Don't let the amount of salt keep you trying this recipe (it helps the potatoes boil at a higher temperature). The recipe dates to the 1800s when Syracuse, New York, workers (many of them Irish) distilled salt by boiling nearby marsh water. They often added potatoes to the boiling water for a quick lunch dish. They realized the extra-salty water caused the starch in the potatoes to cook more completely, which produced a much more creamy potato compared to other cooking methods. And the outside skin stands up well to herbs and melted butter, too.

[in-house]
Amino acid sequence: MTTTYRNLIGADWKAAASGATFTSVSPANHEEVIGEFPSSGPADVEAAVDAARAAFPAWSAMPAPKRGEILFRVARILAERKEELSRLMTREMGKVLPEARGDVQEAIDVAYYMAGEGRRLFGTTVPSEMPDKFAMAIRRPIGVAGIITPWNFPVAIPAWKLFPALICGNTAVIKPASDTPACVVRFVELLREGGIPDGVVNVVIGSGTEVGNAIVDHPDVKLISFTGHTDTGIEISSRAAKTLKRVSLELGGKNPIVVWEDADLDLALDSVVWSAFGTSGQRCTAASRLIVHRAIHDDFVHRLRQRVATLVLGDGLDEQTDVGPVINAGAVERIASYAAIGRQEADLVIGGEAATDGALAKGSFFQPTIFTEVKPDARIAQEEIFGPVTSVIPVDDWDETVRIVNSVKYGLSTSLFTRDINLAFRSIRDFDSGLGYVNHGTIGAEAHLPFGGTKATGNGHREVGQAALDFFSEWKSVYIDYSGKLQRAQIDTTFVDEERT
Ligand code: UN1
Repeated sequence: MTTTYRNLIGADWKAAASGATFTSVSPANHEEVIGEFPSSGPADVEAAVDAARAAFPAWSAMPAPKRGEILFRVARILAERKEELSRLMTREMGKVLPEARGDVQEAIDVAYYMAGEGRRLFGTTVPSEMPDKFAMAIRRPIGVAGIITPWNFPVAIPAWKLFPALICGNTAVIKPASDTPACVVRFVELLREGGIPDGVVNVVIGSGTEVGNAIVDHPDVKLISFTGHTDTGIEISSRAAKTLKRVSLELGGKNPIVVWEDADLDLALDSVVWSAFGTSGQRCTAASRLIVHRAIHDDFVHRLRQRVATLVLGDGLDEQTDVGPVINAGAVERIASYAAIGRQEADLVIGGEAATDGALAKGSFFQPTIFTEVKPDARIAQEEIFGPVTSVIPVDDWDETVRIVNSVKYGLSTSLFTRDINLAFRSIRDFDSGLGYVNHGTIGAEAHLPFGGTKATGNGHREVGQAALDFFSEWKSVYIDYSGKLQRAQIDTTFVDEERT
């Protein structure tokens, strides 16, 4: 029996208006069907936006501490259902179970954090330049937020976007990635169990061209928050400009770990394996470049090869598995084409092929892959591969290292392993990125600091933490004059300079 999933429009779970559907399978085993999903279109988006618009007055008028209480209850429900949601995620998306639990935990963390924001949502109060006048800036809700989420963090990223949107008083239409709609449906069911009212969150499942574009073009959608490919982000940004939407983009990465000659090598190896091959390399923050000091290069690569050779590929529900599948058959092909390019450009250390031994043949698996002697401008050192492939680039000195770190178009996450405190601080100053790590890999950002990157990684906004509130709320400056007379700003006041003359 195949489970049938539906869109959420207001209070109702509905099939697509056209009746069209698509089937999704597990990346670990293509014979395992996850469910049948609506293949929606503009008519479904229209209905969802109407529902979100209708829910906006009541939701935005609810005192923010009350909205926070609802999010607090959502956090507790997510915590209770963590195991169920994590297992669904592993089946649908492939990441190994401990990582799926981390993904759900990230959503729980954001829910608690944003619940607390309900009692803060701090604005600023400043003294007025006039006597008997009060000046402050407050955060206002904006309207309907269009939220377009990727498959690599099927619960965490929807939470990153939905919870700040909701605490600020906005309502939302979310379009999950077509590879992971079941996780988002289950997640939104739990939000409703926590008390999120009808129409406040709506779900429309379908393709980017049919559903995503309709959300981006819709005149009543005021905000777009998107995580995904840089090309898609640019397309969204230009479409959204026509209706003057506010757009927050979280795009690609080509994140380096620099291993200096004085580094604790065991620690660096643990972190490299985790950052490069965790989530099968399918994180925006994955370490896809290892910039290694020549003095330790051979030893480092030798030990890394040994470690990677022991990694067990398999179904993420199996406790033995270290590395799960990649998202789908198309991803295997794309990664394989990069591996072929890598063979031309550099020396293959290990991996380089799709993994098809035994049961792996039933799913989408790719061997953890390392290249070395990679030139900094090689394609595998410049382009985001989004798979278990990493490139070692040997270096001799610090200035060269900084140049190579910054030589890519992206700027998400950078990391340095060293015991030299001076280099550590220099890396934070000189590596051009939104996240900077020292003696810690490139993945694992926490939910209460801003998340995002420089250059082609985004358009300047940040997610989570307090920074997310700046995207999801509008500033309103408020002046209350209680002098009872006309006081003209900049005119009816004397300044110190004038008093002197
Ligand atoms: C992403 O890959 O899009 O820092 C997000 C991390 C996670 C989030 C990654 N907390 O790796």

1Bring salt and water to a boil. When water is boiling, add potatoes (skin on) and cook until tender, about 25 minutes.
2Drain potatoes in a strainer and place pot back on stove over medium heat. Add butter to the pot. After about a minute, when butter is just melted, add potatoes, pepper and herbs (if using). Remove from heat, toss potatoes to coat with seasoned butter, and serve immediately.
For added color, add about 1/4 teaspoon paprika and/or 4 strips of cooked and crumbled bacon.
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